Climate and Average Weather Year Round in Faroe Islands Faroe Islands
In Faroe Islands, the summers are short, cold, and windy; the winters are long, very cold, wet, and extremely windy; and it is mostly cloudy year round. Over the course of the year, the temperature typically varies from 34°F to 54°F and is rarely below 28°F or above 58°F.
Based on the tourism score, the best time of year to visit Faroe Islands for warm-weather activities is from late July to mid August.
Climate in Faroe Islands
The warm season lasts for 2.6 months, from June 24 to September 11, with an average daily high temperature above 51°F. The hottest month of the year in Faroe Islands is August, with an average high of 53°F and low of 48°F.
The cool season lasts for 4.7 months, from November 20 to April 11, with an average daily high temperature below 43°F. The coldest month of the year in Faroe Islands is February, with an average low of 35°F and high of 40°F.
Average High and Low Temperature in Faroe Islands
The figure below shows you a compact characterization of the entire year of hourly average temperatures. The horizontal axis is the day of the year, the vertical axis is the hour of the day, and the color is the average temperature for that hour and day.
Average Hourly Temperature in Faroe Islands
frigid 15°F freezing 32°F very cold 45°F cold 55°F cool 65°F comfortable 75°F warm 85°F hot 95°F sweltering
In Faroe Islands, the average percentage of the sky covered by clouds experiences mild seasonal variation over the course of the year.
The clearer part of the year in Faroe Islands begins around April 12 and lasts for 5.6 months, ending around October 1.
The clearest month of the year in Faroe Islands is May, during which on average the sky is clear, mostly clear, or partly cloudy 41% of the time.
The cloudier part of the year begins around October 1 and lasts for 6.4 months, ending around April 12.
The cloudiest month of the year in Faroe Islands is February, during which on average the sky is overcast or mostly cloudy 72% of the time.
Cloud Cover Categories in Faroe Islands
0% clear 20% mostly clear 40% partly cloudy 60% mostly cloudy 80% overcast 100%
A wet day is one with at least 0.04 inches of liquid or liquid-equivalent precipitation. The chance of wet days in Faroe Islands varies throughout the year.
The wetter season lasts 6.9 months, from September 6 to April 2, with a greater than 38% chance of a given day being a wet day. The month with the most wet days in Faroe Islands is January, with an average of 15.6 days with at least 0.04 inches of precipitation.
The drier season lasts 5.1 months, from April 2 to September 6. The month with the fewest wet days in Faroe Islands is June, with an average of 7.6 days with at least 0.04 inches of precipitation.
Among wet days, we distinguish between those that experience rain alone, snow alone, or a mixture of the two. The month with the most days of rain alone in Faroe Islands is November, with an average of 13.6 days. Based on this categorization, the most common form of precipitation throughout the year is rain alone, with a peak probability of 46% on January 4.
Daily Chance of Precipitation in Faroe Islands
To show variation within the months and not just the monthly totals, we show the rainfall accumulated over a sliding 31-day period centered around each day of the year. Faroe Islands experiences significant seasonal variation in monthly rainfall.
Rain falls throughout the year in Faroe Islands. The month with the most rain in Faroe Islands is November, with an average rainfall of 3.7 inches.
The month with the least rain in Faroe Islands is May, with an average rainfall of 1.7 inches.
Average Monthly Rainfall in Faroe Islands
As with rainfall, we consider the snowfall accumulated over a sliding 31-day period centered around each day of the year. Faroe Islands experiences some seasonal variation in monthly snowfall.
The snowy period of the year lasts for 3.5 months, from December 10 to March 26, with a sliding 31-day snowfall of at least 1.0 inches. The month with the most snow in Faroe Islands is February, with an average snowfall of 1.7 inches.
The snowless period of the year lasts for 8.5 months, from March 26 to December 10. The least snow falls around July 21, with an average total accumulation of 0.0 inches.
Average Monthly Snowfall in Faroe Islands
The length of the day in Faroe Islands varies extremely over the course of the year. In 2022, the shortest day is December 21, with 5 hours, 9 minutes of daylight; the longest day is June 21, with 19 hours, 45 minutes of daylight.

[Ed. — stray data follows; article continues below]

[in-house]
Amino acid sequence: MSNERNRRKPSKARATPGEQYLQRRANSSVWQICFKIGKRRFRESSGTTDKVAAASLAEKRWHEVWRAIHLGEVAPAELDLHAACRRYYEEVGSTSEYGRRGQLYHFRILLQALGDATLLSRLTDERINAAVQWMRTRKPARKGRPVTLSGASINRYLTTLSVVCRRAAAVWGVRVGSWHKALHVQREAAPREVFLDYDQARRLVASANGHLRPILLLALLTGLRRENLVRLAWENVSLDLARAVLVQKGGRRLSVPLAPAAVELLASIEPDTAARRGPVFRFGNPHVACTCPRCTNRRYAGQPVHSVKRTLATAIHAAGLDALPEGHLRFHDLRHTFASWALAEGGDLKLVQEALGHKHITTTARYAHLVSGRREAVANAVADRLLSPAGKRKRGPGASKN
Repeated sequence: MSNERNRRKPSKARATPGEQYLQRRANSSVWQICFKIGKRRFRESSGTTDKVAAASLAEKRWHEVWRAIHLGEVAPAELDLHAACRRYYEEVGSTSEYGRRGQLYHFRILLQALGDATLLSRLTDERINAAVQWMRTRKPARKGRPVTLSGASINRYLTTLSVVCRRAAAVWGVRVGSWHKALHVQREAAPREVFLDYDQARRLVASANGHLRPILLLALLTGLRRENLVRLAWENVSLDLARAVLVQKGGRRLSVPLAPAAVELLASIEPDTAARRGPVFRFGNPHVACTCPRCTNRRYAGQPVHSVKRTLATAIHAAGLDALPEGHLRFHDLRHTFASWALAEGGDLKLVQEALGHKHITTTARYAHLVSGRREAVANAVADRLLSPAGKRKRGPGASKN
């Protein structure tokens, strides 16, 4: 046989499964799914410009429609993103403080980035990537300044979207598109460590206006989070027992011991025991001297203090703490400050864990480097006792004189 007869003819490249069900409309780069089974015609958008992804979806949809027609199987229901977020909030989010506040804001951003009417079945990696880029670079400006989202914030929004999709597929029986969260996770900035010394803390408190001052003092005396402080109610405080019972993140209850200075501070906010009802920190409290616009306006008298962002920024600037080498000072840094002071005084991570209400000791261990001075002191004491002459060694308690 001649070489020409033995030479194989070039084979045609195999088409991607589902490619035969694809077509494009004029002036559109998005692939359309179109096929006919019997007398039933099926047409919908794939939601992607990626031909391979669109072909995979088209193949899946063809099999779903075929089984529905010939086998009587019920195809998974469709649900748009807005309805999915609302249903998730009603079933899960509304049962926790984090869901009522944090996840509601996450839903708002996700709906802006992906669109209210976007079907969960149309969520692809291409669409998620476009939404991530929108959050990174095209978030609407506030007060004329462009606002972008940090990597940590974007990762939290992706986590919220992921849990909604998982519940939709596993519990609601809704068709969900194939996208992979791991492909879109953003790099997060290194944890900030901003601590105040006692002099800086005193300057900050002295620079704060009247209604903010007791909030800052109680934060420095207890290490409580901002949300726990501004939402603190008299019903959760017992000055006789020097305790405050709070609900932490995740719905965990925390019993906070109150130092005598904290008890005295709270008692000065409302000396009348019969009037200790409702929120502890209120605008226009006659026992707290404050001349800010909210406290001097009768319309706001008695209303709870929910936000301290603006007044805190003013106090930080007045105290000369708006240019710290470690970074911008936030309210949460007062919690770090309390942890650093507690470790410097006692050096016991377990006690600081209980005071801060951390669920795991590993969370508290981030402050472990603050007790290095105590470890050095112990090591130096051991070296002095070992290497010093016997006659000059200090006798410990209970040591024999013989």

Hours of Daylight and Twilight in Faroe Islands
The earliest sunrise is at 3:37 AM on June 19, and the latest sunrise is 6 hours, 16 minutes later at 9:53 AM on December 26. The earliest sunset is at 2:59 PM on December 17, and the latest sunset is 8 hours, 23 minutes later at 11:22 PM on June 22.
Daylight saving time (DST) is observed in Faroe Islands during 2022, starting in the spring on March 27, lasting 7.1 months, and ending in the fall on October 30.
Sunrise & Sunset with Twilight and Daylight Saving Time in Faroe Islands
The figure below presents a compact representation of the sun's elevation (the angle of the sun above the horizon) and azimuth (its compass bearing) for every hour of every day in the reporting period. The horizontal axis is the day of the year and the vertical axis is the hour of the day. For a given day and hour of that day, the background color indicates the azimuth of the sun at that moment. The black isolines are contours of constant solar elevation.
Solar Elevation and Azimuth in Faroe Islands
The figure below presents a compact representation of key lunar data for 2022. The horizontal axis is the day, the vertical axis is the hour of the day, and the colored areas indicate when the moon is above the horizon. The vertical gray bars (new Moons) and blue bars (full Moons) indicate key Moon phases.
Moon Rise, Set & Phases in Faroe Islands
We base the humidity comfort level on the dew point, as it determines whether perspiration will evaporate from the skin, thereby cooling the body. Lower dew points feel drier and higher dew points feel more humid. Unlike temperature, which typically varies significantly between night and day, dew point tends to change more slowly, so while the temperature may drop at night, a muggy day is typically followed by a muggy night.
The perceived humidity level in Faroe Islands, as measured by the percentage of time in which the humidity comfort level is muggy, oppressive, or miserable, does not vary significantly over the course of the year, remaining a virtually constant 0% throughout.
Humidity Comfort Levels in Faroe Islands
dry 55°F comfortable 60°F humid 65°F muggy 70°F oppressive 75°F miserable
This section discusses the wide-area hourly average wind vector (speed and direction) at 10 meters above the ground. The wind experienced at any given location is highly dependent on local topography and other factors, and instantaneous wind speed and direction vary more widely than hourly averages.
The average hourly wind speed in Faroe Islands experiences extreme seasonal variation over the course of the year.
The windier part of the year lasts for 7.1 months, from September 20 to April 25, with average wind speeds of more than 18.1 miles per hour. The windiest month of the year in Faroe Islands is January, with an average hourly wind speed of 22.7 miles per hour.